Deliberate practice in resuscitation training using a feedback device, and the effects of the physical characteristics of the rescuer on the acquisition and retention of cardiopulmonary resuscitation skills: Randomized clinical trial

Arrogante, O. et al. International Emergency Nursing. 2021

Importance of Conclusion

Study demonstrates that a structured training program with deliberate practice (frequent and structured practice to improve performance) using real-time feedback improves the acquisition of CPR skills and the retention of skills 3 months later.

Key Points

  • Nursing students entering the study that had received traditional CPR training in the first year of their nursing degree showed poor knowledge and skill retention in CPR skills measured a year later.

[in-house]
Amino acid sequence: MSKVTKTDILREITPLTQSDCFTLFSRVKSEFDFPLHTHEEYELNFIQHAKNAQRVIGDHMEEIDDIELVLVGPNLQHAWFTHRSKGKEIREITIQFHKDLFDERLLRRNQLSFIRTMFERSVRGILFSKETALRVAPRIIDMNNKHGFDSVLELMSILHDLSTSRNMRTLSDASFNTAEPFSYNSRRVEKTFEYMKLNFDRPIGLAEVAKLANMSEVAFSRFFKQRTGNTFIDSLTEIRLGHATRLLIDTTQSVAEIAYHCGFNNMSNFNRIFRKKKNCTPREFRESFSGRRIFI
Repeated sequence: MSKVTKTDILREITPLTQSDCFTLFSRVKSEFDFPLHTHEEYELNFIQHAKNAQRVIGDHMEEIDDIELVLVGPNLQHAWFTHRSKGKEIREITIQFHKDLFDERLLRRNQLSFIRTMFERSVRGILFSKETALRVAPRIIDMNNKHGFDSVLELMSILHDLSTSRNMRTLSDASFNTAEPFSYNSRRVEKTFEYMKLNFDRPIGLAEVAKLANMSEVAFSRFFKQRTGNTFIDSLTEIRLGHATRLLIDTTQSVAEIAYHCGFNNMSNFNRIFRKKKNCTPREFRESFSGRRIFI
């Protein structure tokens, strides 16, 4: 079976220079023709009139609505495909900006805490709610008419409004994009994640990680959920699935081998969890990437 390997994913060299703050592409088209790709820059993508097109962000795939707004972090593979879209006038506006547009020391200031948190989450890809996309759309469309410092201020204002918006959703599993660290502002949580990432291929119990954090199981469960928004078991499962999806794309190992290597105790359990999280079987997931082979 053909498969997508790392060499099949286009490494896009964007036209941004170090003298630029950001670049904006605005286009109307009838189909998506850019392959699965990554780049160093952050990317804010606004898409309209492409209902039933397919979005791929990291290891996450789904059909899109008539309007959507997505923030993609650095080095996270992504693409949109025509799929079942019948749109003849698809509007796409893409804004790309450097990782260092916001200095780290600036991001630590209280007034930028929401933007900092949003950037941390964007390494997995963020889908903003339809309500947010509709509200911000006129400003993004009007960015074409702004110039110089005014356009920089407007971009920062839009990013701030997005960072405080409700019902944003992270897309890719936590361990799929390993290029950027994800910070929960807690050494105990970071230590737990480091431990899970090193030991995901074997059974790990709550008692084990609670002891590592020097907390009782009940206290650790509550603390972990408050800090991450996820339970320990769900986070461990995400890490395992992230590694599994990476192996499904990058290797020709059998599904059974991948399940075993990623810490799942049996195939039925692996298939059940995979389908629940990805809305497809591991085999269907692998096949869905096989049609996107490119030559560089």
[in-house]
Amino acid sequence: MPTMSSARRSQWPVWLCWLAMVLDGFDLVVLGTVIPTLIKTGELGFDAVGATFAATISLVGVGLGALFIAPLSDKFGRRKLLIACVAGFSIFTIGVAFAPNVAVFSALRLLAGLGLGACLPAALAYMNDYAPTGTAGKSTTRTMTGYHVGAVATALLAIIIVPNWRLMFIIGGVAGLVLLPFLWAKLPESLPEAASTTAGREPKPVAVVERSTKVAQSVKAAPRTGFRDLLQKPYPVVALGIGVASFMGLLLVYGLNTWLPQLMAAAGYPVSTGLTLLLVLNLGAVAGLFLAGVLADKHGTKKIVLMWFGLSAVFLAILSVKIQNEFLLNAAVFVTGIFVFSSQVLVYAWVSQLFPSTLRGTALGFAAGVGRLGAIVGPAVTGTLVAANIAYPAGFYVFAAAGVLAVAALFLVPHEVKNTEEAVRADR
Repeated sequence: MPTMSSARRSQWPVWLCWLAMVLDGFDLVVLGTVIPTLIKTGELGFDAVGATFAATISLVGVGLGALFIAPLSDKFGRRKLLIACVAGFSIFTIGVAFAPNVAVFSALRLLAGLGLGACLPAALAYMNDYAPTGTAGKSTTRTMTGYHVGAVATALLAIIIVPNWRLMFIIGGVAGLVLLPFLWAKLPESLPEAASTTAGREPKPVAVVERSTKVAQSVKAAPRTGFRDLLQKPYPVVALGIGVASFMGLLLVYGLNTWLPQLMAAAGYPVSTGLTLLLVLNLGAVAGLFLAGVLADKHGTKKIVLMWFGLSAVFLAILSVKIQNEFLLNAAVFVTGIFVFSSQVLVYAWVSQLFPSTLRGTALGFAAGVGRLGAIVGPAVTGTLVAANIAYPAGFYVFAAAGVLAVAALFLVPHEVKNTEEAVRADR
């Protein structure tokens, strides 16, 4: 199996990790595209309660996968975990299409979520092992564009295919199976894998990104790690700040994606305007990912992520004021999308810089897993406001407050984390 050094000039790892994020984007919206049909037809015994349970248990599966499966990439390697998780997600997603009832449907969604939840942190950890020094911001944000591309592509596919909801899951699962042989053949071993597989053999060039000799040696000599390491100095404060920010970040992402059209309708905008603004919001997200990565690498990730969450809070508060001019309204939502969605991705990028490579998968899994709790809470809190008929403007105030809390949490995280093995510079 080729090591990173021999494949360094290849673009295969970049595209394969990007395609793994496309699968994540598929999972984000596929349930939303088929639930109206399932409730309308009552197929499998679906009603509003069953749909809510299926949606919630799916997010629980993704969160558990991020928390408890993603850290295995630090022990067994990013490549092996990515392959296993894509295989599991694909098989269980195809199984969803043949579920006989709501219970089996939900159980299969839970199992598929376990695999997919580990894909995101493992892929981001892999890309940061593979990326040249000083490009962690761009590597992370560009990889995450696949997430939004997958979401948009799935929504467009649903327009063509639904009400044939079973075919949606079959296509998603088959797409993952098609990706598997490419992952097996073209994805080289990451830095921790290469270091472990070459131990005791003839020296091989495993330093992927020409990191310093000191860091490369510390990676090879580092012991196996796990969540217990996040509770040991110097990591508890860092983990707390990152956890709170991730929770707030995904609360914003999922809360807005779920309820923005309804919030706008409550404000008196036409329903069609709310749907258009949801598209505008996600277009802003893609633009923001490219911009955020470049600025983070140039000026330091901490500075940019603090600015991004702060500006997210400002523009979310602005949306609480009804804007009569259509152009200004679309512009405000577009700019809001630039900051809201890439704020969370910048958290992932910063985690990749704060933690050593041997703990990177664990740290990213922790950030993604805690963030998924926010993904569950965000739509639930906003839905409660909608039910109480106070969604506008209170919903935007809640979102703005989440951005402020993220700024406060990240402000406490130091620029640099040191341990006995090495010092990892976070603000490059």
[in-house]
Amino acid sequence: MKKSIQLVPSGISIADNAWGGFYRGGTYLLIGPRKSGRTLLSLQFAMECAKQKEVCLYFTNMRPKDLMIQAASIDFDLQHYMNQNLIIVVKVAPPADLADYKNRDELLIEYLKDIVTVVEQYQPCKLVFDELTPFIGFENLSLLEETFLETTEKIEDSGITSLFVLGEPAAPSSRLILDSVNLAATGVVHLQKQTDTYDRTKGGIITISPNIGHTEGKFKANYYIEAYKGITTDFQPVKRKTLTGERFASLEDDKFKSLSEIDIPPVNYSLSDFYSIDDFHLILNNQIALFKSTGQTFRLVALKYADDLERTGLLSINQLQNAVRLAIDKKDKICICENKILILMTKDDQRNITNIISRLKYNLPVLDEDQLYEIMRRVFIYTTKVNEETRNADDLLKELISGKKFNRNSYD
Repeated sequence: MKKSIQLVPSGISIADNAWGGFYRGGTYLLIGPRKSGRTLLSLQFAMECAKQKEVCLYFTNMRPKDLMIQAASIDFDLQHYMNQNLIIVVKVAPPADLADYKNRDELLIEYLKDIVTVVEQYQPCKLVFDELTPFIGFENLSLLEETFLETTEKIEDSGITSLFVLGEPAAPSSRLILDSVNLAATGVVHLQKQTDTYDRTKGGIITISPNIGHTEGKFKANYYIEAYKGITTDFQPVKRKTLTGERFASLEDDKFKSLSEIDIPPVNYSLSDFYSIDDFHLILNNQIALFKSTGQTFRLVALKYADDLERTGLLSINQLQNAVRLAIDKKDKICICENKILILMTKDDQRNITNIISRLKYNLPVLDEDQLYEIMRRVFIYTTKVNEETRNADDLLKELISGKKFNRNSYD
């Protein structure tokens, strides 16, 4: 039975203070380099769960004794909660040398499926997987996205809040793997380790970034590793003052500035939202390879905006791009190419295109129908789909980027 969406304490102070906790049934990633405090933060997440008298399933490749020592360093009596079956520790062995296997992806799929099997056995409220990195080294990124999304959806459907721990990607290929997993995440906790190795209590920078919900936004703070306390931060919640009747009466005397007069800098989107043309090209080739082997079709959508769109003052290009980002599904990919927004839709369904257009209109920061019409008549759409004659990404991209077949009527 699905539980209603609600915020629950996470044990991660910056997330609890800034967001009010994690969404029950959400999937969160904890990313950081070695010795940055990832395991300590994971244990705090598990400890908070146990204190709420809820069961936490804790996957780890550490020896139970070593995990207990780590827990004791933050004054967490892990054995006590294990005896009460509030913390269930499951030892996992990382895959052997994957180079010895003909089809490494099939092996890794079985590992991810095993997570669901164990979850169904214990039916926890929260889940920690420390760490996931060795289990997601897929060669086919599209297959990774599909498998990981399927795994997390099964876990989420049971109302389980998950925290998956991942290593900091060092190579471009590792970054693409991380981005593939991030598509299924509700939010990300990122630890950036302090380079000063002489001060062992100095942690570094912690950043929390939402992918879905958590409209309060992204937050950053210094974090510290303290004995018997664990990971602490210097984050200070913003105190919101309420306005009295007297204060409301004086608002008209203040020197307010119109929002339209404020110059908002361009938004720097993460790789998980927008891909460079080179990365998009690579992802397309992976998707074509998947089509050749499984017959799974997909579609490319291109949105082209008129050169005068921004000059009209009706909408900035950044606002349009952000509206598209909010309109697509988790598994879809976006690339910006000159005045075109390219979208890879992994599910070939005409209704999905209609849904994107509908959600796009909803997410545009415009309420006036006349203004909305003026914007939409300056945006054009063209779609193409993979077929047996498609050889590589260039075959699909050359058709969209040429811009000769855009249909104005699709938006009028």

• Nursing students that received CPR practice in a deliberate practice model with real-time, objective feedback via a manikin feedback device demonstrated higher compression, ventilation and overall CPR performance scores immediately after and 3-months post training vs nursing students that did not receive training in this model.
  • Because nursing students were able to retain an adequate level of CPR skills three months post the intervention of deliberate practice with real-time feedback, it is recommended that this type of CPR training be reinforced at the undergraduate level.
  • It is also recommended that CPR training should be provided as often as considered necessary in both universities and health centers to allow deliberate practice to prevent CPR skills deterioration.

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